When I grew up, idle time was spent reading, playing baseball with my neighbors, or tracking mud into the house. My parents consciously and constantly encouraged me to “be outside” and not “sit there” in front of the TV.
However, with the advent of smartphones and ever-present Internet access, I adapted. I purchased phones and computers, started websites and embraced social media. This ability to change is good. We continue making livings and feel connected with our current culture by participating.
But adaptation sometimes has unintended consequences.
As I type these words, my phone is silenced and turned over. Despite trying to avoid notifications and create a distraction-free zone, I am pulled towards it. It is, after all, sitting right next to me.
Its power remains—even if I don’t respond to the device. My brain shouts that there are unexpected joys and pleasant moments possible if I would only embrace the device and press the screen alive.
What news, messages, loves, and likes might I be missing?
Of course, opening my smartphone now would prevent me from writing these words. I might swim in the infinite Internet of news, posts, articles, and comments—losing track of time or intention.
I’ve done it before. Far too many times.
Setting my sights on an individual, meaningful news article, clicking a link within the content, and then searching through other stories the company personally recommends for me. The “suggested articles” never end.
Before I know it, 20 to 30 minutes is gone. Never to be regained again.
Companies have become incentivized to keep your attention for longer and longer periods of time. Google, Twitter, and Facebook employ teams of psychologists and human-computer interaction experts to find ways to modify behavior and hook you. Thirty minutes of your time—of billions of people’s—makes the marketers happy.
Tristan Harris, formerly a Design Ethicist at Google, talks about this as a consequence of the “attention economy.” And if companies have their way, we’ll be watching even more cat videos, sharing “shocking” stories, and commenting to “outrage.” Our personalities are invested in these processes now.
Taking a break, minimizing distractions, and embracing simplicity is difficult in today’s world. Most of us aren’t ready to ditch our smartphones or social media, the isolation isn’t worth the departure. Nor is avoiding technology entirely the answer.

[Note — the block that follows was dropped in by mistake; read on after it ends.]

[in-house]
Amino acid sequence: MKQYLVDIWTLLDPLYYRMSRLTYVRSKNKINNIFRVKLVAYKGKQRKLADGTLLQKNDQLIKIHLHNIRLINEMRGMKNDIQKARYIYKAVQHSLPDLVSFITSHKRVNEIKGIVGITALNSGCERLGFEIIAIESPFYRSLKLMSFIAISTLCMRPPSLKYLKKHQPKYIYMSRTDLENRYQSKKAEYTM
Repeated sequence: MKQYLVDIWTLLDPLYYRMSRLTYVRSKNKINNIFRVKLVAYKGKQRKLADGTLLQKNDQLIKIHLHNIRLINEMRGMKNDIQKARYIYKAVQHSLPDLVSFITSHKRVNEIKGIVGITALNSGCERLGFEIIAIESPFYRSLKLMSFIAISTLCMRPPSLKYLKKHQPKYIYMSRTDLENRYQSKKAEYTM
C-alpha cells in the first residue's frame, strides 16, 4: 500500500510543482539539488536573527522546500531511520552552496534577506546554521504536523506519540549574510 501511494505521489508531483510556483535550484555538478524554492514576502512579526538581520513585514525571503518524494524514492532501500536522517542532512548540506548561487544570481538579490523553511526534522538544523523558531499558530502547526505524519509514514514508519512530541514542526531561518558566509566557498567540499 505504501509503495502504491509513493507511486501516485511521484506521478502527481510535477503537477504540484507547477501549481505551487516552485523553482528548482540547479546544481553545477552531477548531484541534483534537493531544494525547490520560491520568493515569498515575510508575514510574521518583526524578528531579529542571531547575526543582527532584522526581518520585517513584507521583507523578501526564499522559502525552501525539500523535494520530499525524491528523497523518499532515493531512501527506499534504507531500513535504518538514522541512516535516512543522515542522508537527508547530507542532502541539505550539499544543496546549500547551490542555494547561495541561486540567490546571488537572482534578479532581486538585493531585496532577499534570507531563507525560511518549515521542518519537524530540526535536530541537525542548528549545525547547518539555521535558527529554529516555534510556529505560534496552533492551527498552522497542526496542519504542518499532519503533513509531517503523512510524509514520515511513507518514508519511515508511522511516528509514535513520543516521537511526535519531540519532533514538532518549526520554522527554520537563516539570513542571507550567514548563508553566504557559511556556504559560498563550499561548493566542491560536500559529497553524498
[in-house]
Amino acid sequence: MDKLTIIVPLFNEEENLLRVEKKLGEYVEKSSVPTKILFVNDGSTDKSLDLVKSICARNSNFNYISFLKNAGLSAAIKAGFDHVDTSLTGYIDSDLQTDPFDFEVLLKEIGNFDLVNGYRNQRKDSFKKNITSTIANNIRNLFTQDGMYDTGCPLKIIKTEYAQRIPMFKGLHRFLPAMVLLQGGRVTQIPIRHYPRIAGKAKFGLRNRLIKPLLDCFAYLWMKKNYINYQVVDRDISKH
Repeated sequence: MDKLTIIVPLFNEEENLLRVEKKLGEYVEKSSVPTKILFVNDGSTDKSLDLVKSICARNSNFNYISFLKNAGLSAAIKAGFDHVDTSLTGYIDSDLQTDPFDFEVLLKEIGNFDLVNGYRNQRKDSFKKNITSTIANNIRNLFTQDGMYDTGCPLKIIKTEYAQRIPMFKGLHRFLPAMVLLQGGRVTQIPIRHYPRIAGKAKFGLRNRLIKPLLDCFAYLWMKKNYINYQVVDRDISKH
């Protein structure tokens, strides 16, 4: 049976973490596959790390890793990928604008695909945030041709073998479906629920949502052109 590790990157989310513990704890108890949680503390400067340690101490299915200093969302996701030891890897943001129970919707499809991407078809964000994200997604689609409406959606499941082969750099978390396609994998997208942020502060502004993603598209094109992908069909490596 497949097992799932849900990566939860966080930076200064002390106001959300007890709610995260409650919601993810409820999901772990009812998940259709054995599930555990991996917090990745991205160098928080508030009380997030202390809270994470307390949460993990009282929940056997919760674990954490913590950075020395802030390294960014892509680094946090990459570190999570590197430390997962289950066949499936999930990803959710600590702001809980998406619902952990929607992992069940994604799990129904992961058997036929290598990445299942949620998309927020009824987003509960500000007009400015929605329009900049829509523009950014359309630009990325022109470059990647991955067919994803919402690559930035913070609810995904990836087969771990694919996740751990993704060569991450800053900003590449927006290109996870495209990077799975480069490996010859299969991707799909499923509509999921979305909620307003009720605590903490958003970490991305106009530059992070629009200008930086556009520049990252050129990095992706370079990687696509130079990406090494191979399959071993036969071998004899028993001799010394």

Many of us seem to be struggling to moderate and balance technology use.
Here are Five Signs You Need a Technology Detox
1. You spend more time than intended.
Technology can be like quicksand, sticky and challenging to escape. Haven’t we have all gotten hooked after one article and stayed for another article, comment, or share? If you clicked on this article through Facebook, you might have accounted about 5-10 minutes of time. But what if you continued scrolling down your Facebook news feed afterwards? Before you know it, you’ve spent 15-20 minutes mindlessly scrolling. By setting intentional blocks of your schedule for checking, you might gain an awareness for your use and find ways to contain it.
2. You feel guilt/dissatisfaction afterwards.
When I eat a bag of chips, I immediately feel the salt on my tongue. Eventually, the saltiness dulls and oils remain. The residue remains on my fingertips. But when I overeat on these empty calories, I feel dissatisfied. Technology use has a similar reward-regret curve. Each site and article provides a little nugget of instant gratification. Too many, and I’m inclined to regret this use of time. Reflection is the best medicine for examining how you move forward in the world. If you’re filled with negative emotions, it might be time to ask, was that “time well spent?”
3. You are motivated by a fear of missing out.
My event invitations, messages, and updates from friends and friendly make it crystal clear: I don’t have a fear of missing out, as I’m always missing out on something. I’ve grown to embrace this truism. It’s freeing. There’s always more we can participate in, but time is limited and being more busy is not the answer. Minimalism is attractive to so many because, at its heart, it is about intentionally finding ways to embrace that which gives us meaning, while removing the distractions that keep us from it. We don’t have unlimited space or time or energy. And the sooner we own this reality, the sooner we’ll focus on what matters.
4. You experience urges to check.
Researchers have found interruptions lead to major delays in the completion of projects. On average, study participants took about 23 minutes to get back on task after a distraction. Potentially, that “important” email could mean 23 minutes from what’s meaningful. From phantom vibrations to wondering whether the screen just flashed on, the motivation to check our phones is one of the strongest adaptations. Proactive preventions from checking might help curb cell phone addiction. For instance, you might choose to turn your phone off when socializing with loved ones or putting it on a do-not-disturb mode.
5. You never have enough time in your day.
Recently, I installed a little application (Moment) on my smartphone to track use. What I found still haunts me. I picked up my phone about 40 times, and spent nearly two hours working on emails, checking media, and text messaging. While some of that was purposeful work, distractions clearly continue to get me. At the end of days, it’s not uncommon to feel incredibly busy. This busyness and stress is real, but if you were to reduce smartphone usage, might it help you feel more calm and available for what matters?
Despite conscious efforts to minimize material goods, information and technology can weasel its way in, pushing out what matters. Taking intentional efforts to reduce your technology use might free up far more time than you realize for the things that matters most.
And isn’t that really the goal of all this? To live a life that matters.